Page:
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When compliment of 0 was found it turned out to be -1. Why the complement of 0 is -1? Is it always -1 or does it depend on compiler?

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What do you mean by "complement" or "compliment" here? Do you mean bitwise negation? – John Zwinck Jan 16 '14 at 11:08
It means the operation of ~ operator – user3202188 Jan 16 '14 at 11:11
So yes, bitwise negation. – John Zwinck Jan 16 '14 at 11:13

2 Answers 2

The bitwise negation of 0, written in C as ~0, is -1 only if the compiler uses two's complement to represent signed integers. So, it's a result of the way the compiler represents numbers and is not generally "true".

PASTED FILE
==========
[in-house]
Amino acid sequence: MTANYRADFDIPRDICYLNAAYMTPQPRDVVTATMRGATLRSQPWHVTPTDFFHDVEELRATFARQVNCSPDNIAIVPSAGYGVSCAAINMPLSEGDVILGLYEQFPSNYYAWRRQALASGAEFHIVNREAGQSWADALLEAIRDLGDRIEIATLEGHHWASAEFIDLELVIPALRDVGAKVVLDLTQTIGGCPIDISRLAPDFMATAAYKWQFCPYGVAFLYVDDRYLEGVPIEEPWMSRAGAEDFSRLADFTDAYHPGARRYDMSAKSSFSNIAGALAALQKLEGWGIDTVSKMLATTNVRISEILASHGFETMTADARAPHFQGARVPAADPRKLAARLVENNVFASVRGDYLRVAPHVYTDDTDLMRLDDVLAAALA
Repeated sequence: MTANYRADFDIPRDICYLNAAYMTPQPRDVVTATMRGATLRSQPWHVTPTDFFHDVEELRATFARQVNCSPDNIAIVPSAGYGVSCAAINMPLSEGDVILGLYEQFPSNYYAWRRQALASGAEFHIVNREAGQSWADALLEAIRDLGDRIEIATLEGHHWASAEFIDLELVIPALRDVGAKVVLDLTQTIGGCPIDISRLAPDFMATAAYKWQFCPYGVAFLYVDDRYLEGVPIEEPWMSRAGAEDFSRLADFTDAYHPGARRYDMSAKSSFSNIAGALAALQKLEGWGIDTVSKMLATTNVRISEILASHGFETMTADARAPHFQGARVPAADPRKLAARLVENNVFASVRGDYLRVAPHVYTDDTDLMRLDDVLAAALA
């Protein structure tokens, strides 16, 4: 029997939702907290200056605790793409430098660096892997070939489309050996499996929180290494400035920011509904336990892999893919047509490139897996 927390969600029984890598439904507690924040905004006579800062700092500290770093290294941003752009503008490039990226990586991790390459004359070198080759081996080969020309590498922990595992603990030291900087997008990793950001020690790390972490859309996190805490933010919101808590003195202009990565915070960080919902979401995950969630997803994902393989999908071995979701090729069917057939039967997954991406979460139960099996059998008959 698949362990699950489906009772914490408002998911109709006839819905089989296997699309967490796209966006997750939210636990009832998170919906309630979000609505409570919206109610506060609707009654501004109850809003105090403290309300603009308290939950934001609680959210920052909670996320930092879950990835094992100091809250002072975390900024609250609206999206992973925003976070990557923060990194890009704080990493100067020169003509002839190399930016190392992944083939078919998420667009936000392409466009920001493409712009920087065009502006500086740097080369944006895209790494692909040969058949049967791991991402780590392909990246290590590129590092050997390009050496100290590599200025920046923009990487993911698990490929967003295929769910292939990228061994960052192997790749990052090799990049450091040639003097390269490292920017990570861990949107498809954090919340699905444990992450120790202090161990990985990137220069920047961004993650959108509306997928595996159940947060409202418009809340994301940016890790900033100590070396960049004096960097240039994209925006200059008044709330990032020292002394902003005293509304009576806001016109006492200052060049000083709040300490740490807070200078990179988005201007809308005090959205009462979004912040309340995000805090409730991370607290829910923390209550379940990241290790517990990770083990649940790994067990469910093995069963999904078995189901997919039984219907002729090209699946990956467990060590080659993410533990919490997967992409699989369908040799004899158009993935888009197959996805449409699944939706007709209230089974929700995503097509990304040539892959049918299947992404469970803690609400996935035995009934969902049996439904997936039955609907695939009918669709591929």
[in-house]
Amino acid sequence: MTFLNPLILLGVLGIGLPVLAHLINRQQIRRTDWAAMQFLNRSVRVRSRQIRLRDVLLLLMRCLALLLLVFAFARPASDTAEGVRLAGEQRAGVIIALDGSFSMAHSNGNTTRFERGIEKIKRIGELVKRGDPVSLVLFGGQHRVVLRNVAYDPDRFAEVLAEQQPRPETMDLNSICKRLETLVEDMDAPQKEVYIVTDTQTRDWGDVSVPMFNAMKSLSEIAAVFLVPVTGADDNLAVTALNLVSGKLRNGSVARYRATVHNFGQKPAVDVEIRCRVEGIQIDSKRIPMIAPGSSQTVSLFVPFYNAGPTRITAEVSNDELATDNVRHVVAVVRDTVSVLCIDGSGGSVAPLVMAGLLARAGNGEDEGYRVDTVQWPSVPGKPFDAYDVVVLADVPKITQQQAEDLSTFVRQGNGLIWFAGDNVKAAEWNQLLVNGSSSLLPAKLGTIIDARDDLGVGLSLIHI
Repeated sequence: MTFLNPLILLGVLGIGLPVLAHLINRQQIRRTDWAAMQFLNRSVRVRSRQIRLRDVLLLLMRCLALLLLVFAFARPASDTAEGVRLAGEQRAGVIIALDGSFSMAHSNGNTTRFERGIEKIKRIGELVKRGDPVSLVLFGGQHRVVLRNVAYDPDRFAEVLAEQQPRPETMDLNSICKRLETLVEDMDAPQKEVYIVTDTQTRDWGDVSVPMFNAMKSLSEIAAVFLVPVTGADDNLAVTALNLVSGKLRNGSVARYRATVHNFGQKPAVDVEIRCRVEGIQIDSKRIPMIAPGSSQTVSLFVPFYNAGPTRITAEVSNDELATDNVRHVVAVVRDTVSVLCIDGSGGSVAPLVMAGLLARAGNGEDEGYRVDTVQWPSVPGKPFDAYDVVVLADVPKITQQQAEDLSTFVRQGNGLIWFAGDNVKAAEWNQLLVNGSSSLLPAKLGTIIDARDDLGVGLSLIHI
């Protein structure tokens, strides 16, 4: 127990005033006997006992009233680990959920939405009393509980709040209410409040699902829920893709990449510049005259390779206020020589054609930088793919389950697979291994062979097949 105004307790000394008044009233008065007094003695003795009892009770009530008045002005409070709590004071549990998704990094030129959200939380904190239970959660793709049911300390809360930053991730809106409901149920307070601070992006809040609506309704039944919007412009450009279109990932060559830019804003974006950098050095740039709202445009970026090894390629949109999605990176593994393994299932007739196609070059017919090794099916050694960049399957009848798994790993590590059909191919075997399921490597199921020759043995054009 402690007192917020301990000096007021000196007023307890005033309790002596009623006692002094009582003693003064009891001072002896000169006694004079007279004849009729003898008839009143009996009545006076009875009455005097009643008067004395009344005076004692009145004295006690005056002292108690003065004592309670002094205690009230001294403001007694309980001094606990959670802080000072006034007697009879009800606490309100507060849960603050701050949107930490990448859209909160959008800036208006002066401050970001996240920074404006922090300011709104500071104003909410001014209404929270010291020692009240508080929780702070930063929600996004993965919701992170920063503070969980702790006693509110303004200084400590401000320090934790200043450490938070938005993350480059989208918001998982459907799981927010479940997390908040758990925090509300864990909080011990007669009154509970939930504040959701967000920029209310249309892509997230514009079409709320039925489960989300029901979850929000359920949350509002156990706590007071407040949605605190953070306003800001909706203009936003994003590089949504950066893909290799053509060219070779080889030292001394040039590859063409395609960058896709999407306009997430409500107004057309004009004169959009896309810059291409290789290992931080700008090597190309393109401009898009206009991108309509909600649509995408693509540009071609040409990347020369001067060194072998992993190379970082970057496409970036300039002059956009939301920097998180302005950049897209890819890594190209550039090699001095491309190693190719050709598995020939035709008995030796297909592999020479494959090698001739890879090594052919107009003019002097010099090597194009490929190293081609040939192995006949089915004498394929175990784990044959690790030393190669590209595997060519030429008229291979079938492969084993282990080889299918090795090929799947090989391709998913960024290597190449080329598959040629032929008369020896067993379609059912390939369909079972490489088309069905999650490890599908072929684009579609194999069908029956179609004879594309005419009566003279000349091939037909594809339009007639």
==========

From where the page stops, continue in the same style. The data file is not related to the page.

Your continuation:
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It is -1 in Two's complement. The compiler is free to choose other representations.

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...but no compiler in use today actually does. :) – John Zwinck Jan 16 '14 at 11:14
@John There are still legacy systems that use one's complement, but they are getting more and more rare. I usually assume two's complement when I code C. Using constructs newer than C89 is probably a greater reduction in portability than assuming two's complement. – Klas Lindbäck Jan 16 '14 at 11:21

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